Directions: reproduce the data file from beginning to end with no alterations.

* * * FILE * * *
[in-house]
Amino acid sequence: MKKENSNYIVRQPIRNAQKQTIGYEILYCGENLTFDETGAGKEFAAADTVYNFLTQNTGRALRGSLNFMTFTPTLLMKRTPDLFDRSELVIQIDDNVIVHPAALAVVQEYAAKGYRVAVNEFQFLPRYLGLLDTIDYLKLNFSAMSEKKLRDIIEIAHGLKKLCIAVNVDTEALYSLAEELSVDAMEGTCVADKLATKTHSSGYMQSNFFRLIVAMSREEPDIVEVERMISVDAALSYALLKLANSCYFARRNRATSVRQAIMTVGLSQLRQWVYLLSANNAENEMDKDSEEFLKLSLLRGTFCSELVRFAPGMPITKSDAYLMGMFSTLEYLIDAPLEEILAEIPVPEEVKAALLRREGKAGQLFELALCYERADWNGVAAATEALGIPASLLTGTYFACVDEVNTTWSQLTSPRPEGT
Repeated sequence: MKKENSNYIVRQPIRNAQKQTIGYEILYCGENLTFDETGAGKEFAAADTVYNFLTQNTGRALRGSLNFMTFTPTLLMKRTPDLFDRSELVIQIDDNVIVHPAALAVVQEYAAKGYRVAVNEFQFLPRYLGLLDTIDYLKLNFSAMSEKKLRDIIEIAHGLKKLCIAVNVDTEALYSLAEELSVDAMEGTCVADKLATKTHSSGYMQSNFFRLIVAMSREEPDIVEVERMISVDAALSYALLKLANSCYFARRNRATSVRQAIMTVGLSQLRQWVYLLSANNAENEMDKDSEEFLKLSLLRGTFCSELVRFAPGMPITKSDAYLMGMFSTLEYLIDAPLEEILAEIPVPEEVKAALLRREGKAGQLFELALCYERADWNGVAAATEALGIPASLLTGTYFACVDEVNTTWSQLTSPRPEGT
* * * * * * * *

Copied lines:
[in-house]
Amino acid sequence: MKKENSNYIVRQPIRNAQKQTIGYEILYCGENLTFDETGAGKEFAAADTVYNFLTQNTGRALRGSLNFMTFTPTLLMKRTPDLFDRSELVIQIDDNVIVHPAALAVVQEYAAKGYRVAVNEFQFLPRYLGLLDTIDYLKLNFSAMSEKKLRDIIEIAHGLKKLCIAVNVDTEALYSLAEELSVDAMEGTCVADKLATKTHSSGYMQSNFFRLIVAMSREEPDIVEVERMISVDAALSYALLKLANSCYFARRNRATSVRQAIMTVGLSQLRQWVYLLSANNAENEMDKDSEEFLKLSLLRGTFCSELVRFAPGMPITKSDAYLMGMFSTLEYLIDAPLEEILAEIPVPEEVKAALLRREGKAGQLFELALCYERADWNGVAAATEALGIPASLLTGTYFACVDEVNTTWSQLTSPRPEGT
Repeated sequence: MKKENSNYIVRQPIRNAQKQTIGYEILYCGENLTFDETGAGKEFAAADTVYNFLTQNTGRALRGSLNFMTFTPTLLMKRTPDLFDRSELVIQIDDNVIVHPAALAVVQEYAAKGYRVAVNEFQFLPRYLGLLDTIDYLKLNFSAMSEKKLRDIIEIAHGLKKLCIAVNVDTEALYSLAEELSVDAMEGTCVADKLATKTHSSGYMQSNFFRLIVAMSREEPDIVEVERMISVDAALSYALLKLANSCYFARRNRATSVRQAIMTVGLSQLRQWVYLLSANNAENEMDKDSEEFLKLSLLRGTFCSELVRFAPGMPITKSDAYLMGMFSTLEYLIDAPLEEILAEIPVPEEVKAALLRREGKAGQLFELALCYERADWNGVAAATEALGIPASLLTGTYFACVDEVNTTWSQLTSPRPEGT